Monday, January 9, 2023
By Don Sapatkin
Good Monday morning! Gender identity and mental health in public schools continue to be the focus of state legislation and culture wars. The Food and Drug Administration has approved a new Alzheimer’s drug that few people will be able to afford.
An innovative recovery center is helping stressed-out Ukrainian soldiers. An investigative story looks at the the questionable practices of sober living homes. Another examines how insurers with Medicare Advantage contracts erect barriers to opioid treatment. And finally: I broke down the Top Ten Mental Health stories of 2022 in a story published last week.
Top Mental Health Stories of 2022
2022 was the year mental health was fully embraced as a national issue. It was a year of unprecedented attention and funding. For many, it was a year of fear and anxiety.
Insurance companies with Medicare plans impeding access to substance use treatment
Two years after Medicare began paying for opioid treatment programs for the first time, providers say their efforts are being hindered by the private insurance companies that block or delay access to the programs, which use methadone and other medications to help reduce opioid use and overdoses. The insurers administer benefits to about half the Medicare population through Medicare Advantage (aka Part C) plans that entice subscribers with low or no premiums and may include extras like dental coverage and gym memberships.
The insurers keep costs down by limiting provider networks and requiring prior authorization. But these tactics impede access to patient care, treatment providers told Roll Call, a news outlet that covers Congress. This creates a potentially deadly risk to people grappling with addiction who might return to illicit drugs to avoid withdrawal if they don’t get prompt assistance.
Treatment programs must generally get prior approval from insurers in order to be reimbursed for their services, a process that can take days or weeks. A Kaiser Family Foundation analysis last year found that 85 percent of people enrolled in Medicare Advantage are subject to prior authorization requirements for opioid treatment coverage. The plans also are slow to issue payments and make it difficult for providers to join their networks, Roll Call reported.
In December, the Biden administration proposed new rules that would impose limits on how Medicare Advantage plans use prior authorization and require them to state clearly when advance approval is needed. The rules also mandate that the plans follow Medicare coverage rules when determining whether treatment is “medically necessary” rather than creating their own guidelines.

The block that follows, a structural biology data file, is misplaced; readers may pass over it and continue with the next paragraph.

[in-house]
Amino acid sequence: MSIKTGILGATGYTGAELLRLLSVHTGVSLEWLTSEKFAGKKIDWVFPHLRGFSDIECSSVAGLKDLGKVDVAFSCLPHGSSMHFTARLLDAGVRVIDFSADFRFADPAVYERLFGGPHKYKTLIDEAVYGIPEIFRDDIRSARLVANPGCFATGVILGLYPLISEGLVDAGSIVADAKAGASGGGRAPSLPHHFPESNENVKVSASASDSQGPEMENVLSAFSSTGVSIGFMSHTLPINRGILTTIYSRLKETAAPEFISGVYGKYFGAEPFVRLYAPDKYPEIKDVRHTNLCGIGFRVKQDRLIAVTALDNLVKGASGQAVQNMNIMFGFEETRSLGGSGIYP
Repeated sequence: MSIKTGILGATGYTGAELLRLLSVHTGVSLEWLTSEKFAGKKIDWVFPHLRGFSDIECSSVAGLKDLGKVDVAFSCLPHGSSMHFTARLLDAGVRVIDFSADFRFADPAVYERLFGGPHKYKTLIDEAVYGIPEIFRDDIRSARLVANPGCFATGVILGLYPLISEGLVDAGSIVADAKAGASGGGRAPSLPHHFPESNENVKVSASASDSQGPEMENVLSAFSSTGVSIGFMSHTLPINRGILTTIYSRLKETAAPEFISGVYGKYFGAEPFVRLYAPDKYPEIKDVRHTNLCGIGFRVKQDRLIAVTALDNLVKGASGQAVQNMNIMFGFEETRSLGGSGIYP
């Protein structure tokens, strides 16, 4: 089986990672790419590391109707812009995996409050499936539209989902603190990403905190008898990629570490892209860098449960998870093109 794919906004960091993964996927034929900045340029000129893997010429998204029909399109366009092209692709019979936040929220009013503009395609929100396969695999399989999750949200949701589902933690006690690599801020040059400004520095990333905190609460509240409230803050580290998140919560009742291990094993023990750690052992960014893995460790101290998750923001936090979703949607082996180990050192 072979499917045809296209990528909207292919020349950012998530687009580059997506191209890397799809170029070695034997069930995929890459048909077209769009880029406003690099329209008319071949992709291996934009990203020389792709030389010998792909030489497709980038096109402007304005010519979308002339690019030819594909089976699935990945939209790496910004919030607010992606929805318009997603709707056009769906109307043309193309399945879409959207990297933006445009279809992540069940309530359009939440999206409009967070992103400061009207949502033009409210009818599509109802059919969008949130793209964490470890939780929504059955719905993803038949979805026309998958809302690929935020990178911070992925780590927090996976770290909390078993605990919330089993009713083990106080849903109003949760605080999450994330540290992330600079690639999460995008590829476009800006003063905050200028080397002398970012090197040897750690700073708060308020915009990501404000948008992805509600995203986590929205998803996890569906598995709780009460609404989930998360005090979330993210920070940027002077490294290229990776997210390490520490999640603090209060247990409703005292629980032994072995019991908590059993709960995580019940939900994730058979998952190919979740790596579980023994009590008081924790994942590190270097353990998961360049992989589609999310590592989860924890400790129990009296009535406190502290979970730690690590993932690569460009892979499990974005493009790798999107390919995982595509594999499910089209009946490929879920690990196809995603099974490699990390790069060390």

FDA approves new Alzheimer’s drug, but effectiveness and cost are question marks
The FDA approved a new drug, lecanemab, for people with early Alzheimer’s disease that that may modestly slow cognitive decline but carries a hefty price tag – and safety risks such as swelling and bleeding in the brain, the New York Times reported. Drug companies have been trying and failing for decades to develop truly effective treatments for Alzheimer’s and existing drugs have limited benefits.
Findings from a large clinical trial showed that patients taking the new drug, which will be marketed as Leqembi, declined 27% more slowly over 18 months than those given a placebo. But two researchers wrote in a review article that it was unclear whether the slower decline would be enough for patients to notice. Stories about the approval noted the deaths of three patients who experienced brain swelling and bleeding – events that have not been conclusively linked to the drug.
Eisai, the pharmaceutical company that led the drug’s development, set a price of $26,500 a year and it is unclear whether Medicare will cover the costs. Without coverage, few people could afford it. The approval came through the FDA’s accelerated approval program, which clears drugs of uncertain benefit if they are for serious diseases that have few available treatments. The approval follows the FDA’s controversial decision in 2021 to clear another Alzheimer’s drug, Adulhelm, even though senior agency officials and an independent advisory committee had recommended denial. Medicare declined to cover it for most patients and set rules that would also apply to Leqembi.
Lack of regulation allows ‘sober living homes’ to operate with few checks
When a 32-year-old woman named Kaitlyn applied for a spot at a sober living home run by Hope Center Ministries in Clancy, Montana, in late 2021, it seemed like her best option. She’d been found to have violated her probation and told her probation officer she’d been using methamphetamine. Her public defender advised her that entering the 34-bed women’s sober home would allow her to get out of jail, provide some recovery support in a structured environment and help her comply with probation requirements.
But the program had no doctors on staff and she never worked with a licensed addiction recovery specialist, according to a Montana Free Press investigation. For much of her stay, she worked 40 hours a week without pay at a burrito restaurant owned by Sodexo, a national food services company that held a vocational training contract with Hope Ministries. She was asked to apply for SNAP food benefits, and to turn them over to staff to buy groceries (the fridge and cupboards were locked outside designated mealtimes). Neither Hope Ministries nor Sodexo responded to the paper’s questions.